12. Francis Watson, Text, Church and World: Biblical Interpretation in Theological Perspective (Edinburgh; T&T Clark, 1994), 110. See also Paul Ricoeur, Figuring the Sacred: Religion, Narrative, and Imagination (trans. David Pellauer; Minneapolis: Fortress, 1995), especially ch. 20; idem, Oneself as Another (trans. Kathleen Blamey; Chicago: Univ. of Chicago Press, 1992).
The remarkable power of the Christian interpretation of creation and the fall to transform our secular presuppositions is evident in the fact that C. S. Lewis, though a Platonist in philosophical tendency, recognized the dissonance between the biblical narrative and this perspective. In an essay, he composed the following dialogue between the body and the soul:
The article reflects on the scientific progress that psychological biblical criticism has offered to biblical hermeneutics. The inquiry concerns the explanation of textual traditions and transmission of traditions; genre and rhetorical style; the texture of communication; its reception (Wirkungsgeschicte) and affect on readers; interpretation through translation; transformation of communication in formats that differ from the original; and the psychological dynamics of communication. The article also reflects on a question with regard to the innovation of psychological biblical hermeneutics in the field of exegetical methodology that Friedrich Schleiermacher in the 19th century and William James in the 20th century, for example, had not already perused. The article demonstrates the importance and relevance of empirical pragmatics. It concludes that the stigmatization of the so-called psychological fallacy is unnecessary and even false.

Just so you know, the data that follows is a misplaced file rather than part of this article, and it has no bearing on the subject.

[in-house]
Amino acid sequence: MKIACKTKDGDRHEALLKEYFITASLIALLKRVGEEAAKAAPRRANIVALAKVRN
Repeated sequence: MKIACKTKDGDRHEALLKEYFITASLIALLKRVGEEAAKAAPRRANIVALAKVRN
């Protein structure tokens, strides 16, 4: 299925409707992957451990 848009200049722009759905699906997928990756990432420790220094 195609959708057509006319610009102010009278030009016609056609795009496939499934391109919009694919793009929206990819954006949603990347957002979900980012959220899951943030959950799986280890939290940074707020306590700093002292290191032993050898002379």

Bible and biblical messages. The Bible as word is seen as speaking tocontemporary needs, sometimes in an overly simplistic interpretation, but always relevantin "the now." Pentecostals claim to give the Bible a central role in theirliturgies and their spirituality. It has priority over other forms of "word."Other "words" they say are judged by the scriptures. The pastoral message(sermon) seeks to proclaim or teach a "biblical truth." And as a liturgicalrite, the sermon (as word of God) is most often set at the center of the service betweenthe worship rite and the rite of altar response. Comforting or challenging, edifying orexhorting, directional or didactic, the pastoral message aims for biblical relevance. Butin the Pentecostal ritual, "word" is not limited to the sermon.